In addition to the responsibilities of being a trustee, there are also a number of restrictions which may apply. These are aimed at preventing a conflict of interest arising between a trustee’s personal interests and their duties as a trustee. These provide that generally:

  • trustees cannot benefit personally from the charity, although reasonable out of pocket expenses may be reimbursed
  • trustees cannot be employees of the charity.

There are limited exceptions to these principles. Where trustees do not act prudently, lawfully or in accordance with their governing document they may find themselves personally responsible for any loss they cause the charity.

Trustees’ Responsibilities

Trustees have full responsibility for the charity and are:

  • required to act prudently at all times in the best interests of the charity and its beneficiaries
  • personally accountable for the proper management of the charity and its assets.

The Charity Commission publication CC3, ‘The Essential Trustee – What you need to know’ provides guidance for both new and existing trustees. The guidance sets out trustees’ duties and responsibilities under five broad headings:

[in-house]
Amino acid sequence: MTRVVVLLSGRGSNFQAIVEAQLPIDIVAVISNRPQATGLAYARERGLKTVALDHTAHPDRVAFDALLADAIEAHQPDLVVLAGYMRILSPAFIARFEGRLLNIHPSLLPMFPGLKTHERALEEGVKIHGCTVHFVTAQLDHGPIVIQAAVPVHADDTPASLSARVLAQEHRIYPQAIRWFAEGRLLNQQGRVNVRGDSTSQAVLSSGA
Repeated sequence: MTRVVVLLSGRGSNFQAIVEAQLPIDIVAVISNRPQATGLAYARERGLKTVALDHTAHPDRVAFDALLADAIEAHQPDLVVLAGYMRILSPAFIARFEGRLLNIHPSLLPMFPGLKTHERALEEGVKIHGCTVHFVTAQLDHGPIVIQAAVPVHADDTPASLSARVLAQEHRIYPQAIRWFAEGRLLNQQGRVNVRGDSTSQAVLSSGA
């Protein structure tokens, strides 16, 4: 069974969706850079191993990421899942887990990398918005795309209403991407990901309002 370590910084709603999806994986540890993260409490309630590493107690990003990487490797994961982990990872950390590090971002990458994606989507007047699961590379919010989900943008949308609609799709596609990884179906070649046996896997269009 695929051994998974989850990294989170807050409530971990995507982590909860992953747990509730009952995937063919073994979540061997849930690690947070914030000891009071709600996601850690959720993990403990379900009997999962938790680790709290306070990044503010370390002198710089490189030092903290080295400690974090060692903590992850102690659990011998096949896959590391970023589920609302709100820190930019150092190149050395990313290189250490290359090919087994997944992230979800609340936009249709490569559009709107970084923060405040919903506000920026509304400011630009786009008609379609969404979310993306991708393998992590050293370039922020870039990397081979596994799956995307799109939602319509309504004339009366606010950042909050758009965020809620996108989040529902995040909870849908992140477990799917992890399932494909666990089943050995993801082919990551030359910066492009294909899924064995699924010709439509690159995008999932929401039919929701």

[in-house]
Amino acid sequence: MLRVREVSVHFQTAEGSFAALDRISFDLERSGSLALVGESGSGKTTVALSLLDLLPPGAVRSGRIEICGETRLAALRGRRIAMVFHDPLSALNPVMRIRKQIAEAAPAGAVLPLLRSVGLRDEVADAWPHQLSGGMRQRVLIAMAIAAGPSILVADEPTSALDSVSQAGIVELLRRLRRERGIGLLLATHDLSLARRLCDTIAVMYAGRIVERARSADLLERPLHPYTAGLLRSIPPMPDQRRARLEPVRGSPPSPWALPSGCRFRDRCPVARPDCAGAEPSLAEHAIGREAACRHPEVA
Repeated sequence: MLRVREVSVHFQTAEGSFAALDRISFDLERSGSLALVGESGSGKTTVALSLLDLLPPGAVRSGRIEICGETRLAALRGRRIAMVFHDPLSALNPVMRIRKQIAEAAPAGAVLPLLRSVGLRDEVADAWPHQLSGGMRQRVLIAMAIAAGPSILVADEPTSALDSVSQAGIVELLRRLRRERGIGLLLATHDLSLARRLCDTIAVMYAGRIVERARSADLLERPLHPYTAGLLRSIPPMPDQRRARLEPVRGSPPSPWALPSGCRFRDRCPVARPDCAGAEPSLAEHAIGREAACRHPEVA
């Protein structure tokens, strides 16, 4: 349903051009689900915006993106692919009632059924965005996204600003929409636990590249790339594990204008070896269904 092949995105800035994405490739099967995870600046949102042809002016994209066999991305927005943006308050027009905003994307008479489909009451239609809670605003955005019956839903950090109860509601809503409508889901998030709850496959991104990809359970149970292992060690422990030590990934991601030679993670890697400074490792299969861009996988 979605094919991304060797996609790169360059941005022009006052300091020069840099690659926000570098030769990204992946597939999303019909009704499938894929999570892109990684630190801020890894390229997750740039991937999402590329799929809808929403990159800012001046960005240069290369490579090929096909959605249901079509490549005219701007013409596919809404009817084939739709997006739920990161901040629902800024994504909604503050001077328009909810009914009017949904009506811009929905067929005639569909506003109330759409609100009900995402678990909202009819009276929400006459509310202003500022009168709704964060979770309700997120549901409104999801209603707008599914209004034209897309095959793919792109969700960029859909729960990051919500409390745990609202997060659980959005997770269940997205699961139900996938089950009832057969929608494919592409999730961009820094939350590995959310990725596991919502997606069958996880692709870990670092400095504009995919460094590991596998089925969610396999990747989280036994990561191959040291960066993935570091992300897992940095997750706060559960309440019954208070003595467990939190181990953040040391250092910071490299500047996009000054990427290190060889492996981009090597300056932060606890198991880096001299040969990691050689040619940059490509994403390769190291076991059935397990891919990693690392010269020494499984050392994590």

• responsibilities
  • compliance
  • duty of prudence
  • duty of care
  • when things go wrong

Accounting requirements

There are particular requirements for most charities to:

  • keep full and accurate accounting records (and funds requirements are of particular importance here)
  • prepare charity accounts and an annual report
  • to ensure an audit or independent examination is carried out
  • to submit an annual return, annual report and accounts to the Charity Commission (and, for limited company charities, to Companies House).

The extent to which these requirements have to be met generally depends upon the type of charity and how much income is generated.

Funds requirements

An important aspect of accounting for charities is the understanding of the different ‘funds’ that a charity can have. The effective management and control of fundraising is an important trustee responsibility.

Essentially funds represent the income of the charity and there may be restrictions on how certain types of funds raised can be used. For example, a donation may be received only on the understanding that it is to be used for a specified purpose.

It is then the trustees’ responsibility to ensure that such ‘restricted’ funds are used only as intended.